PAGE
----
Boston-area to do list

Joan Marcus


Secretarial skills

In the 1980 movie “9 to 5,” the female office workers show up on time, work hard, and are smarter and more capable than their boss, who has a few minor character flaws (Jane Fonda’s character calls him “a sexist, egotistical, lying, hypocritical bigot”). It’s nothing they can’t handle with a little ingenuity, rat poison, and forgery skills. The trio of wonder women get their revenge in the stage version, and sing and dance to boot. “9 to 5: The Musical” features music and lyrics by Dolly Parton including the hit title tune. Lucie Arnaz was slated to play the role of Violet, but has bowed out due to a back injury. Dee Hoty (above), who performed the role in the Broadway national tour, steps in as the office manager. Sept. 25-Oct. 7. Tue-Thurs 7:30 p.m., Fri-Sat 8 p.m. Matinees Wed, Thurs, Sat, Sun 2 p.m. $40-$70. North Shore Music Theatre, 62 Dunham Road, Beverly. 978-232-7200,


For the kids Sox pitcher Jon Lester won his own battle with cancer. Now he and his wife, Farrah, are helping out the Pediactric Cancer Research Foundation with its inaugural event, NVRQT Night. The event includes a “Hollywood Squares”-style game with celebrities, auctions, and music. Sept. 24, 7 p.m. $100-$250. House of Blues,
15 Lansdowne St., Boston. 949-859-6312,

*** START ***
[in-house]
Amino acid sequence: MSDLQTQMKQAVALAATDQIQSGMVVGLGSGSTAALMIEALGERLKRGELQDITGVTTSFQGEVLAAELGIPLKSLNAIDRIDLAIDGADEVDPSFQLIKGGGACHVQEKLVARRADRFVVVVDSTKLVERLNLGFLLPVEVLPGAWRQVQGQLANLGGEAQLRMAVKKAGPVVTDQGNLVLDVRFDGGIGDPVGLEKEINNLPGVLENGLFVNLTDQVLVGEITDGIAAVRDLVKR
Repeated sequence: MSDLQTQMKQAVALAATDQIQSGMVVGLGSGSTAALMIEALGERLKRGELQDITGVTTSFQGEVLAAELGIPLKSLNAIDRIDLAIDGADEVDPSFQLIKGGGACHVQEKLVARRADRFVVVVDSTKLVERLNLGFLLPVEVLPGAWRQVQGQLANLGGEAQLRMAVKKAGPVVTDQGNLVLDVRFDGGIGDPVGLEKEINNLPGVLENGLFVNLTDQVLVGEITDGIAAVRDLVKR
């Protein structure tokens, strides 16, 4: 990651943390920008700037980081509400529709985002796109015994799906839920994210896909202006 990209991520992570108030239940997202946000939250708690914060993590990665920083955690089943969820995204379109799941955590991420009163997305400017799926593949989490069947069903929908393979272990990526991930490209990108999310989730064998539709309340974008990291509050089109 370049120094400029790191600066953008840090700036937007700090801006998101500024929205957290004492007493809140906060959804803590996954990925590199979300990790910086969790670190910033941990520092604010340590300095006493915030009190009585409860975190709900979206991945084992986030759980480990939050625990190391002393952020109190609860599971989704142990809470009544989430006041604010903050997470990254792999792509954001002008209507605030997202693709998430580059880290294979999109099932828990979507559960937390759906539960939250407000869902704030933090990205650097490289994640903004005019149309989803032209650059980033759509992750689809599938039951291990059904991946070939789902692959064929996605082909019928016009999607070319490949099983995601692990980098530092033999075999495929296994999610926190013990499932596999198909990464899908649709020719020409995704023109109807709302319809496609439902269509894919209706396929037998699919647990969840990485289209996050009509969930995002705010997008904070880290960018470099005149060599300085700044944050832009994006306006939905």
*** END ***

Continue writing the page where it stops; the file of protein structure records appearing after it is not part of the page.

Dated dishes In keeping with the time travel theme of the flick “Looper,” David Blessing prepares a four-course prix fixe menu with dishes from the last 30 years. The event includes movie sneak peeks. Sept. 24, 6 p.m. $50 includes movie ticket. Reservations required. Alden Castle, 20 Chapel St., Brookline.


To the music born Some people are tone deaf and some have perfect pitch. Ever wonder why? Rock and Roll Hall of Famer David Byrne and cognitive scientist Steven Pinker ponder the subject in “How Music Works: Are We Born Musical?” Sept. 24, 8 p.m. Free, reservations required. Boston University, Tsai Performance Center, 685 Comm. Ave., Boston. 617-353-8725,

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Drawing lines As a visiting artist and lecturer at the School for the Museum of Fine Arts in 1971, Sol LeWitt eschewed lectures and worked with students on “Wall Drawing #118.” The piece serves as the catalyst for “Something Along Those Lines,” an exhibit of work by artists combining formal drawing with nontraditional elements. Through Nov. 3. Mon-Sat 10 a.m.-5 p.m., Thurs 10 a.m.-8 p.m. Free. Grossman Gallery, 230 The Fenway, Boston.


Stories and songs Brendan Behan didn’t just churn out literary works and volunteer for the Irish Republican Army. He also sang. When Danny Venezia portrays him in the solo show “Broth of a Boy,” he’ll combine storytelling, humor, and songs. Sept. 25, 7:30 p.m. Through Oct. 7. $25. Arsenal Center for the Arts, Black Box, 321 Arsenal St., Watertown. 617-923-8487,

Lunchtime politics Alex Castellanos, who said, “This will be the moment that probably reelected Barack Obama” after Bill’s Clinton’s DNC speech, speaks at “The 2012 Presidential Campaigns: Big Election, Small Campaigns.” Sept. 25, noon. Shorenstein Center, Allison Dining Room, Taubman Building, Fifth Floor, 79 JFK St., Cambridge.